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Evie Carrick
Updated March 06, 2019

In the past, Australia has denied travel visas to R&B singer Chris Brown and boxing star Floyd Mayweather due to domestic violence convictions. They’re taking this stand against domestic violence one step further by barring any visitor with a domestic violence charge against women or children from entering Australia.

The law came into effect on Feb. 28 and applies to all offenders regardless of where they’re from, where they committed the crime or what their sentence was. In addition, anyone who is currently visiting or living in Australia on a visa and has a record of domestic violence will be kicked out.

The new laws add to existing legislation that withholds or removes visitor visas if the visa holder has been sentenced to 12 months or more in jail.

Immigration Minister David Coleman said in a public statement that, "If you've been convicted of a violent crime against women or children, you are not welcome in this country."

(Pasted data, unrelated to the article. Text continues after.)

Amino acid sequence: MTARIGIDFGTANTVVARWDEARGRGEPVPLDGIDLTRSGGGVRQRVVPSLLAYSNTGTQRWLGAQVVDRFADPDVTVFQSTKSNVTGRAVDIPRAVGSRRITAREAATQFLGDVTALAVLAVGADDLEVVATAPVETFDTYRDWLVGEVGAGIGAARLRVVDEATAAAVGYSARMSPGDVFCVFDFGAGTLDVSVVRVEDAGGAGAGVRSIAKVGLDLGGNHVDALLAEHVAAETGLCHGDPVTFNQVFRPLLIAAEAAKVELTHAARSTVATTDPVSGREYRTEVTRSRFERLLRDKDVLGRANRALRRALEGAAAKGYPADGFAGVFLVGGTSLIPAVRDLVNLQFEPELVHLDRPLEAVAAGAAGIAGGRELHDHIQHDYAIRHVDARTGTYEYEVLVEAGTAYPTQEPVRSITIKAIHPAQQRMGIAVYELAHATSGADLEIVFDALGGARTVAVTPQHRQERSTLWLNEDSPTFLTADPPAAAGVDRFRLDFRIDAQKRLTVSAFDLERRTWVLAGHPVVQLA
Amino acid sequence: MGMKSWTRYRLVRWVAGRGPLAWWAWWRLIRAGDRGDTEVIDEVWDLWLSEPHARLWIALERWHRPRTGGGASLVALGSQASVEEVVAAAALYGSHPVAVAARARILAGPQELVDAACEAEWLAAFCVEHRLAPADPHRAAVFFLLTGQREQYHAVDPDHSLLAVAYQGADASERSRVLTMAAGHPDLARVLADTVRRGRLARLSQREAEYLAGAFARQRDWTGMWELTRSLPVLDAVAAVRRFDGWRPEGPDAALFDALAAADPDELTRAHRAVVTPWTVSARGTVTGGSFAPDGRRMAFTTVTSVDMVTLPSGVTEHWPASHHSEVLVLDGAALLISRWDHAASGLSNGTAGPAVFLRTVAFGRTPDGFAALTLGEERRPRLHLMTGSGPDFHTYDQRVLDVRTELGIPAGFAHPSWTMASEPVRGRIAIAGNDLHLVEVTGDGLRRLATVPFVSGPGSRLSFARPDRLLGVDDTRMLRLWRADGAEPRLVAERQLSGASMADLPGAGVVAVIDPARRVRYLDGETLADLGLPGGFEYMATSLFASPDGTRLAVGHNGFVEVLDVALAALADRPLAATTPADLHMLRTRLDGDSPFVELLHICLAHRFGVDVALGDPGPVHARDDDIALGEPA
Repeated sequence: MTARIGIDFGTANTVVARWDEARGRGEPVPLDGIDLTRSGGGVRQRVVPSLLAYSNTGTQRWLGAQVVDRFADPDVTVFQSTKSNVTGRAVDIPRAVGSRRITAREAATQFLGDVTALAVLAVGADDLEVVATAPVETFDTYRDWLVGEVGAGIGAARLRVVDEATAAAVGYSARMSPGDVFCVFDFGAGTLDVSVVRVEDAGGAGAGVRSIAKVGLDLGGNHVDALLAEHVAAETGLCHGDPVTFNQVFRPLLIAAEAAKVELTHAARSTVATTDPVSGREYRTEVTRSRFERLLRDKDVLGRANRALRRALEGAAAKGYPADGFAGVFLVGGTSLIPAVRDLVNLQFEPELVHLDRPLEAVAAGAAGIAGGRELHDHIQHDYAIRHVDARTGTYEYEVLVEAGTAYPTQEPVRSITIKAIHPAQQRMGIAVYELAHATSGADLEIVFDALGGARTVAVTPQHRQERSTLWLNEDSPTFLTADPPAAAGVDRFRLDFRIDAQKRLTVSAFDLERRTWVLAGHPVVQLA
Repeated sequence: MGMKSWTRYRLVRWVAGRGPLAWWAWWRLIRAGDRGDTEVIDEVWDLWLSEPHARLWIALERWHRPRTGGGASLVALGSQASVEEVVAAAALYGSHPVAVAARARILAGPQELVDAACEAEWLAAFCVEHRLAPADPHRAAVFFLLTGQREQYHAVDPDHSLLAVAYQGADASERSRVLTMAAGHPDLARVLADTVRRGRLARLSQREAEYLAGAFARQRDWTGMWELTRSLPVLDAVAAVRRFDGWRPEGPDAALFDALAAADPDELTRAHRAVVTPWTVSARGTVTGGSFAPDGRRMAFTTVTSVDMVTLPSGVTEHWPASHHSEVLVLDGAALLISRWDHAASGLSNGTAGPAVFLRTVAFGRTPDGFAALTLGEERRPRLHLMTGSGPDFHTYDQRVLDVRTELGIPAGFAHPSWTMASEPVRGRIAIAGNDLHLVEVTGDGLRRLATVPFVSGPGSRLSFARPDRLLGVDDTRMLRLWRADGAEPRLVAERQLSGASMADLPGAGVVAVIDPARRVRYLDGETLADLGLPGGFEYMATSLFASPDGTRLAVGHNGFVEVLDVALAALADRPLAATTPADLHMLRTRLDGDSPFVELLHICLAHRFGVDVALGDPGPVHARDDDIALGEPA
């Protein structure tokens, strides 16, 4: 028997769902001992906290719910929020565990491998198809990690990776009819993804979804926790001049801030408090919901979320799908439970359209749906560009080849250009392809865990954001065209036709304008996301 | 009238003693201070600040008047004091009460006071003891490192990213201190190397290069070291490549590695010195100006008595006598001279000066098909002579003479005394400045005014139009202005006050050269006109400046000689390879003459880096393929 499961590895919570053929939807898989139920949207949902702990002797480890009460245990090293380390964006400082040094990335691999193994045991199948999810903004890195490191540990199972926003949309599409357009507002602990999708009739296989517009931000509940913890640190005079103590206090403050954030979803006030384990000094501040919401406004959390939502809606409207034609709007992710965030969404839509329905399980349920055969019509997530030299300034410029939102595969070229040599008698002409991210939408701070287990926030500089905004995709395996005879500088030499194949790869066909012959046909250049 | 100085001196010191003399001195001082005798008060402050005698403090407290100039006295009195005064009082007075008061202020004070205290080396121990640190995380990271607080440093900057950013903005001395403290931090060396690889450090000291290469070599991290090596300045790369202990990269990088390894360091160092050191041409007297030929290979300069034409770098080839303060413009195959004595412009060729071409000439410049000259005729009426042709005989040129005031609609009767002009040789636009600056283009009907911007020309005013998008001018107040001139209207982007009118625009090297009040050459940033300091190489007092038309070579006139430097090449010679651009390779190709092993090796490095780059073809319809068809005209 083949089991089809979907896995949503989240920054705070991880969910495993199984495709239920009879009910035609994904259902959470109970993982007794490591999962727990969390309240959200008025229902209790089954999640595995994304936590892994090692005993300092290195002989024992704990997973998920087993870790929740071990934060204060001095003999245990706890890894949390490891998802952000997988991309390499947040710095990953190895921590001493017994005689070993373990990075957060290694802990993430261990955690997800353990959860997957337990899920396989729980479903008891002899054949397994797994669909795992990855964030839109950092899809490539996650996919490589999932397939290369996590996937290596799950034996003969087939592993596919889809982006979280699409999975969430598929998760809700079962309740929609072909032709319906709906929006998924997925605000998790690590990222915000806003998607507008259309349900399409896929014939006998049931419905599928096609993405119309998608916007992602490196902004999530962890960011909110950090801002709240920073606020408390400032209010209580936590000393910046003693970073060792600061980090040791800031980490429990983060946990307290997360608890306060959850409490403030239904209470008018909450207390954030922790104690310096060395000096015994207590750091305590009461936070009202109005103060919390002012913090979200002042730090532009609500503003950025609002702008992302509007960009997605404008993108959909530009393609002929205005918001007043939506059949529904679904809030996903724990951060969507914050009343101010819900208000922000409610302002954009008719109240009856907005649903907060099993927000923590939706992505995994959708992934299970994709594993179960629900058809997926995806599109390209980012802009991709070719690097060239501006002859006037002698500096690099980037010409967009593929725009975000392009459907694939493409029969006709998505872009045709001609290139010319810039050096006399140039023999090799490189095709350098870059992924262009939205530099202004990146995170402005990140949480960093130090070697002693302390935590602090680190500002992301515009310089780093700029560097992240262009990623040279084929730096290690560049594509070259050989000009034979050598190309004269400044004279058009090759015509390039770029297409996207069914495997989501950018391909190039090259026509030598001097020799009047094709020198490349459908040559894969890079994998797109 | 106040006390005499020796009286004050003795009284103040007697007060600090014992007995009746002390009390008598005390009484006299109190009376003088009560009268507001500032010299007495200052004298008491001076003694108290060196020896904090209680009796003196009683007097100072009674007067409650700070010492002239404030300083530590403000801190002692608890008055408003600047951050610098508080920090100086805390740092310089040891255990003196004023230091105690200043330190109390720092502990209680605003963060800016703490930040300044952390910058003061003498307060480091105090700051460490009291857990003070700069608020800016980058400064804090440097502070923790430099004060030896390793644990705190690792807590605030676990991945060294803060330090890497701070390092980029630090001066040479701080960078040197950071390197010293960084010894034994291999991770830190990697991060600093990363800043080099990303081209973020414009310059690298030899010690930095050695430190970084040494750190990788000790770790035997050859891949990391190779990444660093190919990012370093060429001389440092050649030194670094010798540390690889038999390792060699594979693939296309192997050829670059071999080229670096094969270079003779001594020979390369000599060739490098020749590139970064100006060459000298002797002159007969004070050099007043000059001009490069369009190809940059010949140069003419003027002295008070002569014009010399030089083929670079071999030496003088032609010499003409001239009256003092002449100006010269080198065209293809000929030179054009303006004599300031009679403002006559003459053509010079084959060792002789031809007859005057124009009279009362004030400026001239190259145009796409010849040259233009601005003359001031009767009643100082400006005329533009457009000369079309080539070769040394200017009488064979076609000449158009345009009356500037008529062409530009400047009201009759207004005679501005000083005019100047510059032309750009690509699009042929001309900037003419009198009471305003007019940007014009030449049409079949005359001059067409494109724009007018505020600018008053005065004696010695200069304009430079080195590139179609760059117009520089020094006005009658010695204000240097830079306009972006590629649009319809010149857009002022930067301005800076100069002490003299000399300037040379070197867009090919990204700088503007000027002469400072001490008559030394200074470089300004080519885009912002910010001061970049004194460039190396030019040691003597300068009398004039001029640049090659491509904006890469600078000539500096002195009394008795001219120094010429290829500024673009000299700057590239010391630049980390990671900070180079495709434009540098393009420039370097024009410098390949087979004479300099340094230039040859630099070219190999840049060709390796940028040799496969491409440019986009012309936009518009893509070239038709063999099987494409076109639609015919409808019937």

Coleman says the barring of foreigners with a domestic violence sentencing is just one step in the government’s plan to lower domestic violence-related crime in Australia. Last month, Prime Minister Scott Morrison promised funding for emergency accommodation for those escaping domestic violence and long-term safe housing.

“By cancelling the visas of criminals we have made Australia a safer place,” Coleman said in the public statement. “These crimes inflict long lasting trauma on the victims and their friends and family, and foreign criminals who commit them are not welcome in our country.”

The new ruling should make Australia a safer place, but is unwelcome news for foreign offenders who have made Australia their home and will now be asked to leave. New Zealand argues that the policy is forcing New Zealand-born offenders who have served their sentence and have lived most of their life in Australia to leave their chosen home.

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